Ricketts Praises Local Housing Partnership

Ricketts Praises Local Housing Partnership Main Photo

23 Jul 2020

BD Engineering Manager Josh Lindmark and his wife, Celeste, were thrilled to find a new home in Holdrege for their growing family, which includes four children under age 6.

The Lindmark family, who has lived in Holdrege for four years, recently purchased the new home at 1019 11th Ave., which came about through the teamwork of many local, regional and statewide organizations.

Gov. Pete Ricketts spoke at a press conference and ribbon cutting to celebrate the completion of the home on July 8.

“This is a fantastic project that demonstrates leadership and how we are going to continue to grow the state of Nebraska,” Ricketts said. “Projects like these do require a team effort. It takes a lot of people to pull all this together.”

Teamwork to GROW Communities

The 1019 11th Ave. project began when PCDC purchased the lot that PCDC Executive Director Ron Tillery said “featured two ramshackle houses that were sometimes occupied but were not contributing to the overall work of our community.”

PCDC razed the two homes with funds from its GO! Home program and sold the lot to South Central Economic Development District, who was also working on workforce housing solutions in its 13-county area.

SCEDD had set aside money for workforce housing and also received a grant through LB518, Nebraska’s Rural Workforce Housing Investment Act that was adopted in 2018.

“Today, with the SCEDD partnership using LB518 and other resources, we have produced a house we can all be proud of,” Tillery said at the ribbon-cutting.

NIFA (Nebraska Investment Finance Authority) bankers and real estate developers and other organizations also were involved in the project.

“In order to grow Nebraska and GROW 37, we need to do this over and over again to reach our goals,” Tillery said. “Structures like the ones behind me are homes to the families who fuel our future progress. To achieve success in economic development, communities must also simultaneously improve the standard of living for the workforce. We must all be more proactive to accomplish these and other goals. We can’t be content to only react to issues or to be faithful caretakers of the status quo.”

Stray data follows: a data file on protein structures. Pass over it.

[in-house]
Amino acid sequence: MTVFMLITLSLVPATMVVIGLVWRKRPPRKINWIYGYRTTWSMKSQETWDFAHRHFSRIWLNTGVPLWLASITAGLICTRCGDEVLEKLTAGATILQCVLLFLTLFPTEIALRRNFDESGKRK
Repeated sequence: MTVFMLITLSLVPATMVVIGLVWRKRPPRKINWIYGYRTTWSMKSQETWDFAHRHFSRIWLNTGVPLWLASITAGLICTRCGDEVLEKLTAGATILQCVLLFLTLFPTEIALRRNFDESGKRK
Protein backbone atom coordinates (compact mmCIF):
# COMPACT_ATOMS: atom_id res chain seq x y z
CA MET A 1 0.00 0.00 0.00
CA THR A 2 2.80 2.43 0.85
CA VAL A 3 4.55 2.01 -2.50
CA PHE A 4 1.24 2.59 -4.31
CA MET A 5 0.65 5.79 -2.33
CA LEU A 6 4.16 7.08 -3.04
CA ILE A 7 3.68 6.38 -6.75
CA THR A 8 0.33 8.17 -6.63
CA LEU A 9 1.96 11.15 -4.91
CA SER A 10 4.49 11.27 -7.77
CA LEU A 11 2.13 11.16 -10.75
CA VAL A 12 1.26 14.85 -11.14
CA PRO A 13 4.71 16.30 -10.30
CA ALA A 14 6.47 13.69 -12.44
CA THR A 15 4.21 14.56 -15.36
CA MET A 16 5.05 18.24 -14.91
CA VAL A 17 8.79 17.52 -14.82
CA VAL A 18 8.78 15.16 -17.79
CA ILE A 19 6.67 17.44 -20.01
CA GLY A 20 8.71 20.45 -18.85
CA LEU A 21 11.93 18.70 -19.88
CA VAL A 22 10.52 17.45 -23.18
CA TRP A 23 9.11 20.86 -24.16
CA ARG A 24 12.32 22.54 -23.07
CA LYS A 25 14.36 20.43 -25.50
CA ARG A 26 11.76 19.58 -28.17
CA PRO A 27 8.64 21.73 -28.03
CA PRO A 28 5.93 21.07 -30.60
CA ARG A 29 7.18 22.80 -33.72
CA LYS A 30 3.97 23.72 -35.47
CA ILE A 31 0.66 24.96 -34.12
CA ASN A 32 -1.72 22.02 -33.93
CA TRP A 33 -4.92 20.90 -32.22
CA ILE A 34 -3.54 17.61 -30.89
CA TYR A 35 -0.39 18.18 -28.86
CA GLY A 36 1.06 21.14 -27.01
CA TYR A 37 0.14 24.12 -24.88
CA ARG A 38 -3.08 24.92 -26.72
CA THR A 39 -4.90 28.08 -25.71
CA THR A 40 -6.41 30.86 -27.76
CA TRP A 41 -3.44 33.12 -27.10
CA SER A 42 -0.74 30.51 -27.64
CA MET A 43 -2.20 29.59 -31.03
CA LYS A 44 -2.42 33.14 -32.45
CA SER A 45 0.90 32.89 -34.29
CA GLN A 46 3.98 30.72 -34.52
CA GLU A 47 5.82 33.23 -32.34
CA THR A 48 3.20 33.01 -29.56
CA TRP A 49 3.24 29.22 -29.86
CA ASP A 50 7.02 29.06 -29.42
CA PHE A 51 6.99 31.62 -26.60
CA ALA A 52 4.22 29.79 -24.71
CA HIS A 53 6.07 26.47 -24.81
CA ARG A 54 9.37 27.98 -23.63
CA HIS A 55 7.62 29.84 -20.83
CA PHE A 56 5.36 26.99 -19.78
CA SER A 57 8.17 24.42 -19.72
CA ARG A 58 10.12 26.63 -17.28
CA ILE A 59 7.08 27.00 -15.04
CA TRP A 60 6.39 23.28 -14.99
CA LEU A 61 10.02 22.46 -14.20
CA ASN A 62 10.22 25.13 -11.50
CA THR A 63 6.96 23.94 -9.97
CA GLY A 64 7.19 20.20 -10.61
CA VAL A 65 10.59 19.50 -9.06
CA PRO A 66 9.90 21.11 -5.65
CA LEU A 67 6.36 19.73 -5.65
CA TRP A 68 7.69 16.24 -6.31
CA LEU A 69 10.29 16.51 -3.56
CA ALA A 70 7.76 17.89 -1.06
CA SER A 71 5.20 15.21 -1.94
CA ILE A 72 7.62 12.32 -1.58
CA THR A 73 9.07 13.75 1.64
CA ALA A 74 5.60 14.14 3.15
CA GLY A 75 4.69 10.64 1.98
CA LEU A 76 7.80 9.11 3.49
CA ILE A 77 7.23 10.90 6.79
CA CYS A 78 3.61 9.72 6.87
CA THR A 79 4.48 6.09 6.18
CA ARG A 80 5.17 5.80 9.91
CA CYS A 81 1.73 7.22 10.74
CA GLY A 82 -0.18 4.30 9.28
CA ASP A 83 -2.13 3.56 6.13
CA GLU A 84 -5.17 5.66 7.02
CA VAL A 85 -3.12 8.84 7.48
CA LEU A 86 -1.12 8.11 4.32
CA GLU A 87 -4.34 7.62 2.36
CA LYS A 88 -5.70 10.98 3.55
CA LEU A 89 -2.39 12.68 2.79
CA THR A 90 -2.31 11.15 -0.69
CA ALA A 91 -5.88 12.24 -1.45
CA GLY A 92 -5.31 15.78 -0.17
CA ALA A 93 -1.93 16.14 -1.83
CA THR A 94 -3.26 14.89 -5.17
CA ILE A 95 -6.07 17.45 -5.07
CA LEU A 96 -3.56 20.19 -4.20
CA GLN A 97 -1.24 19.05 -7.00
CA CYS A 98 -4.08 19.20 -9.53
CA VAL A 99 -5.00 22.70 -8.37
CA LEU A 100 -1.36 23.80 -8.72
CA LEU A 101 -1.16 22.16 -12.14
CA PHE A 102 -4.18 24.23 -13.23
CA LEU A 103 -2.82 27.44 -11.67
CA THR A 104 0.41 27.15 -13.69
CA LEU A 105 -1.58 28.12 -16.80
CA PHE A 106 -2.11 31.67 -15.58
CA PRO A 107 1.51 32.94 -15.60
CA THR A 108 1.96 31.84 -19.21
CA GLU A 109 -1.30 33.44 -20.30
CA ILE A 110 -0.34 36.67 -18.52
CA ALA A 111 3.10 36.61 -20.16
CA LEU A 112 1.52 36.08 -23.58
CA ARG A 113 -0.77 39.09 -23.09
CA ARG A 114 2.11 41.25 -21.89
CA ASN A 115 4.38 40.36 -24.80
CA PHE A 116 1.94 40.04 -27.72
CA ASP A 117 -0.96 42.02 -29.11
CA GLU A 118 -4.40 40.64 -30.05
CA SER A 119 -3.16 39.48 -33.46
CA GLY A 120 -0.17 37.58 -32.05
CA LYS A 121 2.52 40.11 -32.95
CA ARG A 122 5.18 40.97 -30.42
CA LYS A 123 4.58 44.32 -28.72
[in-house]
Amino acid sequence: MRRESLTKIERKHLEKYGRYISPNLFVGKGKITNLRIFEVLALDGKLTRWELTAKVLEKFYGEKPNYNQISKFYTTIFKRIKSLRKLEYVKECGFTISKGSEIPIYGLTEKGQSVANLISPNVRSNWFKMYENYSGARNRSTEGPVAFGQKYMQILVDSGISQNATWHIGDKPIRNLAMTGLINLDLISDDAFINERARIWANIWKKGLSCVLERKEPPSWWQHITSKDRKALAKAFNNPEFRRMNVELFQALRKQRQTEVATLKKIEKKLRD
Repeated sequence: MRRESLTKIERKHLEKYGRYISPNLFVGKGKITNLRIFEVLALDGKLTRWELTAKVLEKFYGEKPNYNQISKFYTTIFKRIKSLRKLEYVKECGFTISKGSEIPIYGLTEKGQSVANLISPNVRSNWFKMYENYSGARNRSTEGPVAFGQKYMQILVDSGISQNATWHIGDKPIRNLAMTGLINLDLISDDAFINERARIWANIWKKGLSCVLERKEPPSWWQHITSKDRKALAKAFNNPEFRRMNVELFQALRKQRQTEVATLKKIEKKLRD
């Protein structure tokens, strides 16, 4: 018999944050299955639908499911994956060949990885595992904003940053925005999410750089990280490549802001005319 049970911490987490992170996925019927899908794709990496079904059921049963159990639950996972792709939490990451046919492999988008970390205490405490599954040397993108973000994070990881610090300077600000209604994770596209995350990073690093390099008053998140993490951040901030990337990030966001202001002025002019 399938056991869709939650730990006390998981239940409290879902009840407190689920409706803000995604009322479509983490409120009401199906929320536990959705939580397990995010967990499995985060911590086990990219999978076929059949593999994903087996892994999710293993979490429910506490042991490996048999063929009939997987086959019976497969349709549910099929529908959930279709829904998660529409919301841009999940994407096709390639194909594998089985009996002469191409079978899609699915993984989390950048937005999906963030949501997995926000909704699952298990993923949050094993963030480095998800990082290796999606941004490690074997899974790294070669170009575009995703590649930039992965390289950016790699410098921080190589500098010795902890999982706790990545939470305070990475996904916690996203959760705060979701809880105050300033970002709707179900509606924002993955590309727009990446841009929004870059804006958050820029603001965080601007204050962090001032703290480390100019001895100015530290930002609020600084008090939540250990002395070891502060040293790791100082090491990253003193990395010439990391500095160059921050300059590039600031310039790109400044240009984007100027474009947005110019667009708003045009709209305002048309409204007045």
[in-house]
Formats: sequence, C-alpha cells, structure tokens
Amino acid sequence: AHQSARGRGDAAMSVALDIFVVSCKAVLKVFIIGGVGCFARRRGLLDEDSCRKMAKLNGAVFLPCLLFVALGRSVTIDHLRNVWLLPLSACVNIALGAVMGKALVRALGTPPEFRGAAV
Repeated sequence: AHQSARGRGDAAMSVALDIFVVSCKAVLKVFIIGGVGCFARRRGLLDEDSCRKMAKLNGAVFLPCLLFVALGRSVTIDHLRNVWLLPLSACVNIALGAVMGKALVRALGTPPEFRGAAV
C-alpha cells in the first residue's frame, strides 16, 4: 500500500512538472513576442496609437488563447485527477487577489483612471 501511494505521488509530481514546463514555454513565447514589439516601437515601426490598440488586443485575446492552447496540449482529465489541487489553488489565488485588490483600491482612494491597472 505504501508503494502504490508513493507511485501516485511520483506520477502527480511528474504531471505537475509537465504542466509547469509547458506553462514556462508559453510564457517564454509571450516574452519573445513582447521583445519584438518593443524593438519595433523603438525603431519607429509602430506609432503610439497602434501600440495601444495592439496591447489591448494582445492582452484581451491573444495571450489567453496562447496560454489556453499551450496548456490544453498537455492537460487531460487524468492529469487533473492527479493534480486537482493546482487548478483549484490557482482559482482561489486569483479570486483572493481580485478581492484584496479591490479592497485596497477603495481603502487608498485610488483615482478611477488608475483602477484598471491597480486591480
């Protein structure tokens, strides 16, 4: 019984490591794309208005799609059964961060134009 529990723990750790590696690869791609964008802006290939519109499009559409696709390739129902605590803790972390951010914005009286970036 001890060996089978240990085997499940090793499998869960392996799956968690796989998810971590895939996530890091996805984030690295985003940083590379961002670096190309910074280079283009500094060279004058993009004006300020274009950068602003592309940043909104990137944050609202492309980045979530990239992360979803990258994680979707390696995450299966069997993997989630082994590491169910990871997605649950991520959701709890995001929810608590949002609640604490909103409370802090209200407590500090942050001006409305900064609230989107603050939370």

Success of LB518

Sen. Matt Williams of Gothenburg, a main proponent of LB518, also attended the ribbon cutting and said he pushed for the bill because he recognized that the lack of workforce housing was one of the most significant hindrances to growing the state, especially in rural areas.

Williams stated the Nebraska State Legislature dedicated $7.4 million to the fund, and communities and economic development organizations had to match funds to participate. The rural housing act spurred 14 projects across the state, which added $100 million in properties and more than 570 living units.

“I think that’s quite a bang for your buck,” Williams said. “An investment of $7.4 million by the state that has now turned into nearly $100 million on the tax rolls.”

The LB518 funds were designed to be reused, meaning once the projects are completed and owners pay for the housing, that money can be reused again to provide loans for additional projects.

SCEDD Executive Director Sharon Hueftle said now that the Holdrege project is complete, it frees up funds for more projects in the south-central region.

“With the completion of this project, all that money will have been used once, and it will be used again,” she said. “The plan is for that to be a perpetual fund.”

Growing Rural Nebraska

Josh Lindmark, the BD executive who is purchasing the 11th Avenue home, is originally from Kentucky. He said it was difficult to find housing in Holdrege. Their choices typically ranged from $40,000 fixer-upper homes to expensive homes over $400,000, Lindmark said.

“What we liked about this house was that it’s brand new, and there’s the opportunity to finish the basement how we want,” he said.

The Lindmarks made an offer on the home just a few days after local Realtors had a chance to tour it in early June.

Ricketts said projects like this are needed to help strong employers, like BD where Lindmark works, recruit the workers they need.

“Having that quality workforce house is critical for our towns to be able to grow,” Ricketts said.

Ricketts said Nebraska has weathered the COVID-19 pandemic better than most states, and while it has the highest unemployment rate the state has seen (5.2%), that is still the lowest of any state in the country.

He said as the state continues to recover, the availability of affordable and quality housing will be even more important as employers look for qualified workers to fill jobs.

The 1019 11th Ave. home is another step in the right direction.

“It represents that Holdrege is looking toward the future, and Holdrege will continue to grow,” Ricketts said. “You will continue to have great-paying jobs right here in Holdrege so you can attract young people here. It’s a great day for the city of Holdrege and a great day for all of the organizations involved in this project.”

The Phelps County Development Corporation also received a rural workforce housing grant that is being used to build homes in the new CREW Subdivision in east Holdrege. Construction on the first rental homes in the subdivision are nearing completion. The project will add more than 40 living units to Holdrege once complete.

Sen. Williams said he hopes to offer a bill to establish a second round of funds into the Rural Workforce Housing Investment Act when the Legislature reconvenes in late July.